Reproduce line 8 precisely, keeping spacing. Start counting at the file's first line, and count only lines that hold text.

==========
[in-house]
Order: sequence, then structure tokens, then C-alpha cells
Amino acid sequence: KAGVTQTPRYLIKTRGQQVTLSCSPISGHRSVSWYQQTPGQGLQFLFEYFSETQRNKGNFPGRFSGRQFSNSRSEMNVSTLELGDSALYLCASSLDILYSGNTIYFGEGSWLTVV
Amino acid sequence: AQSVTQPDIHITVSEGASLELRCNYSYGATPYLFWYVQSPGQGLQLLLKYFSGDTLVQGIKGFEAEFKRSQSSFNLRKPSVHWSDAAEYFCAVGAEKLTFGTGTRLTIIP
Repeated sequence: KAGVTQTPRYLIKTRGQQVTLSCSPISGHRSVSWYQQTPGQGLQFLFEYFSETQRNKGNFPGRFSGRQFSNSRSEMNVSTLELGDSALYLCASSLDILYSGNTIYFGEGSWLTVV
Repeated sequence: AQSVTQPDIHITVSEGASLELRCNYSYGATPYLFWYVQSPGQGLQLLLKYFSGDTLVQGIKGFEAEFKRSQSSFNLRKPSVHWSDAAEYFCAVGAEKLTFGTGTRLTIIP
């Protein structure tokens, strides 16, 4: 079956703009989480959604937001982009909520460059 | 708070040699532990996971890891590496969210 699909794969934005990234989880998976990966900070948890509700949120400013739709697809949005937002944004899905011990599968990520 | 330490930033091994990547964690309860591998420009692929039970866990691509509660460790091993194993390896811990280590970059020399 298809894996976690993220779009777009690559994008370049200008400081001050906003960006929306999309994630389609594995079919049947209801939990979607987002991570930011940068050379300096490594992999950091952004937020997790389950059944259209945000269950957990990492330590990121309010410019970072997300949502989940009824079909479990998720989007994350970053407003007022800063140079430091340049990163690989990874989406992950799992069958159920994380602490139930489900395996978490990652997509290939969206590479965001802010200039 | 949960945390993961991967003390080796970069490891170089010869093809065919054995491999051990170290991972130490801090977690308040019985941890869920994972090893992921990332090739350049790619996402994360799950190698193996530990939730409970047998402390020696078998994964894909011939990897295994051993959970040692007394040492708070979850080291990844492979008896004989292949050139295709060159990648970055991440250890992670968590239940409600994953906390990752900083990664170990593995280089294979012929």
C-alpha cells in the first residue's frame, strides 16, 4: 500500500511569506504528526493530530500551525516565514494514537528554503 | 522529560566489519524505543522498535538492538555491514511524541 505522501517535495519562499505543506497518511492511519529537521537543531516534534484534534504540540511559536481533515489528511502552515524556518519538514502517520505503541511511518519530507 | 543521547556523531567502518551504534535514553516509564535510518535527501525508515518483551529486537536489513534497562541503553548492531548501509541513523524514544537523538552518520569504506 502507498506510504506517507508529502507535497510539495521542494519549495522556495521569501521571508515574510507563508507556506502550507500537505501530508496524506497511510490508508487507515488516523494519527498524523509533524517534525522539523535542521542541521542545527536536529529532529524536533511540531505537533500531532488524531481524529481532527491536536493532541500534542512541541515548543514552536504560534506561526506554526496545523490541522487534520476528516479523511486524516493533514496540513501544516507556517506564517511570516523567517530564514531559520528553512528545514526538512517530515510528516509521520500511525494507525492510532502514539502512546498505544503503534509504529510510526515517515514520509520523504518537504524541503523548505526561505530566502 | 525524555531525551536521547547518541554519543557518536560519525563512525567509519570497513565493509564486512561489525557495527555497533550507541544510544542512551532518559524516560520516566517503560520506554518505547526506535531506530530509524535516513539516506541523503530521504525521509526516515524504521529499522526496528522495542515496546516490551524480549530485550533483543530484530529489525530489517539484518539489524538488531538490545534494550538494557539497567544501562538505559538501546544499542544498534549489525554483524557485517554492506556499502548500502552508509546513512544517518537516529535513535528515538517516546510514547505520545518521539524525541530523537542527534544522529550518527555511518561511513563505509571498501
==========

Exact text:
C-alpha cells in the first residue's frame, strides 16, 4: 500500500511569506504528526493530530500551525516565514494514537528554503 | 522529560566489519524505543522498535538492538555491514511524541 505522501517535495519562499505543506497518511492511519529537521537543531516534534484534534504540540511559536481533515489528511502552515524556518519538514502517520505503541511511518519530507 | 543521547556523531567502518551504534535514553516509564535510518535527501525508515518483551529486537536489513534497562541503553548492531548501509541513523524514544537523538552518520569504506 502507498506510504506517507508529502507535497510539495521542494519549495522556495521569501521571508515574510507563508507556506502550507500537505501530508496524506497511510490508508487507515488516523494519527498524523509533524517534525522539523535542521542541521542545527536536529529532529524536533511540531505537533500531532488524531481524529481532527491536536493532541500534542512541541515548543514552536504560534506561526506554526496545523490541522487534520476528516479523511486524516493533514496540513501544516507556517506564517511570516523567517530564514531559520528553512528545514526538512517530515510528516509521520500511525494507525492510532502514539502512546498505544503503534509504529510510526515517515514520509520523504518537504524541503523548505526561505530566502 | 525524555531525551536521547547518541554519543557518536560519525563512525567509519570497513565493509564486512561489525557495527555497533550507541544510544542512551532518559524516560520516566517503560520506554518505547526506535531506530530509524535516513539516506541523503530521504525521509526516515524504521529499522526496528522495542515496546516490551524480549530485550533483543530484530529489525530489517539484518539489524538488531538490545534494550538494557539497567544501562538505559538501546544499542544498534549489525554483524557485517554492506556499502548500502552508509546513512544517518537516529535513535528515538517516546510514547505520545518521539524525541530523537542527534544522529550518527555511518561511513563505509571498501